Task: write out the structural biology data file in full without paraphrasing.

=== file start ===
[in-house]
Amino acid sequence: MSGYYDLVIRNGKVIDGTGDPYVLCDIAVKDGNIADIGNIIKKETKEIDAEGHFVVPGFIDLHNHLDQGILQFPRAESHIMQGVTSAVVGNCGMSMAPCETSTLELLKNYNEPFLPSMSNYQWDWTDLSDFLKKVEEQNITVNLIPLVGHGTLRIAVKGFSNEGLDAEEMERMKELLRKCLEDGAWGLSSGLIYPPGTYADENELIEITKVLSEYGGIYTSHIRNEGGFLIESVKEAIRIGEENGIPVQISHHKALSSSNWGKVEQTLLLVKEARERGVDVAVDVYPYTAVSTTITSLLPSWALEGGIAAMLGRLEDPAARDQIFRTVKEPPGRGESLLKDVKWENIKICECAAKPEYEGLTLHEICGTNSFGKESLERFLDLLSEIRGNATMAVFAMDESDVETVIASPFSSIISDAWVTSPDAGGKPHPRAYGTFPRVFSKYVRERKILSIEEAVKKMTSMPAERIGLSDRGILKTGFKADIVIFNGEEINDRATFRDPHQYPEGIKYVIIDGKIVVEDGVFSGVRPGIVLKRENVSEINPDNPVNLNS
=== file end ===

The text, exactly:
[in-house]
Amino acid sequence: MSGYYDLVIRNGKVIDGTGDPYVLCDIAVKDGNIADIGNIIKKETKEIDAEGHFVVPGFIDLHNHLDQGILQFPRAESHIMQGVTSAVVGNCGMSMAPCETSTLELLKNYNEPFLPSMSNYQWDWTDLSDFLKKVEEQNITVNLIPLVGHGTLRIAVKGFSNEGLDAEEMERMKELLRKCLEDGAWGLSSGLIYPPGTYADENELIEITKVLSEYGGIYTSHIRNEGGFLIESVKEAIRIGEENGIPVQISHHKALSSSNWGKVEQTLLLVKEARERGVDVAVDVYPYTAVSTTITSLLPSWALEGGIAAMLGRLEDPAARDQIFRTVKEPPGRGESLLKDVKWENIKICECAAKPEYEGLTLHEICGTNSFGKESLERFLDLLSEIRGNATMAVFAMDESDVETVIASPFSSIISDAWVTSPDAGGKPHPRAYGTFPRVFSKYVRERKILSIEEAVKKMTSMPAERIGLSDRGILKTGFKADIVIFNGEEINDRATFRDPHQYPEGIKYVIIDGKIVVEDGVFSGVRPGIVLKRENVSEINPDNPVNLNS